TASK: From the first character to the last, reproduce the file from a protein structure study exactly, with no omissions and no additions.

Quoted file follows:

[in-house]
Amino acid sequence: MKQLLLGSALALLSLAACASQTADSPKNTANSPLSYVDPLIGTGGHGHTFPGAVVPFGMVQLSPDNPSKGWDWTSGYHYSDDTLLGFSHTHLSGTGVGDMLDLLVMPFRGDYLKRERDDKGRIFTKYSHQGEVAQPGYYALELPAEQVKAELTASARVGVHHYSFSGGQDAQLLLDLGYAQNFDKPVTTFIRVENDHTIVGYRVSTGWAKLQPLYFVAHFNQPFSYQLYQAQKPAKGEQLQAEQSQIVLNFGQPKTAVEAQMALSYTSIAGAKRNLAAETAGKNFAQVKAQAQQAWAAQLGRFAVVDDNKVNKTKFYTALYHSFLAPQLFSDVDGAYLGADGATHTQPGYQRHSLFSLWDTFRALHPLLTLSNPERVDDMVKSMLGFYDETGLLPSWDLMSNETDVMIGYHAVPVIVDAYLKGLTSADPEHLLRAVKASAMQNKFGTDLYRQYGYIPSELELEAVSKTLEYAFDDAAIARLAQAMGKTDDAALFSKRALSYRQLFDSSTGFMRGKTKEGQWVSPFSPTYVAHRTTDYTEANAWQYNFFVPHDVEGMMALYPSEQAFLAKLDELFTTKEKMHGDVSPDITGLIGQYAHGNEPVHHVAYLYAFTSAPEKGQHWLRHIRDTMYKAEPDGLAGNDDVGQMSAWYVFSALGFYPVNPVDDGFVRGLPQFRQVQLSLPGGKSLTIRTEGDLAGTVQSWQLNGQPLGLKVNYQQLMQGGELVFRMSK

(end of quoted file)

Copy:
[in-house]
Amino acid sequence: MKQLLLGSALALLSLAACASQTADSPKNTANSPLSYVDPLIGTGGHGHTFPGAVVPFGMVQLSPDNPSKGWDWTSGYHYSDDTLLGFSHTHLSGTGVGDMLDLLVMPFRGDYLKRERDDKGRIFTKYSHQGEVAQPGYYALELPAEQVKAELTASARVGVHHYSFSGGQDAQLLLDLGYAQNFDKPVTTFIRVENDHTIVGYRVSTGWAKLQPLYFVAHFNQPFSYQLYQAQKPAKGEQLQAEQSQIVLNFGQPKTAVEAQMALSYTSIAGAKRNLAAETAGKNFAQVKAQAQQAWAAQLGRFAVVDDNKVNKTKFYTALYHSFLAPQLFSDVDGAYLGADGATHTQPGYQRHSLFSLWDTFRALHPLLTLSNPERVDDMVKSMLGFYDETGLLPSWDLMSNETDVMIGYHAVPVIVDAYLKGLTSADPEHLLRAVKASAMQNKFGTDLYRQYGYIPSELELEAVSKTLEYAFDDAAIARLAQAMGKTDDAALFSKRALSYRQLFDSSTGFMRGKTKEGQWVSPFSPTYVAHRTTDYTEANAWQYNFFVPHDVEGMMALYPSEQAFLAKLDELFTTKEKMHGDVSPDITGLIGQYAHGNEPVHHVAYLYAFTSAPEKGQHWLRHIRDTMYKAEPDGLAGNDDVGQMSAWYVFSALGFYPVNPVDDGFVRGLPQFRQVQLSLPGGKSLTIRTEGDLAGTVQSWQLNGQPLGLKVNYQQLMQGGELVFRMSK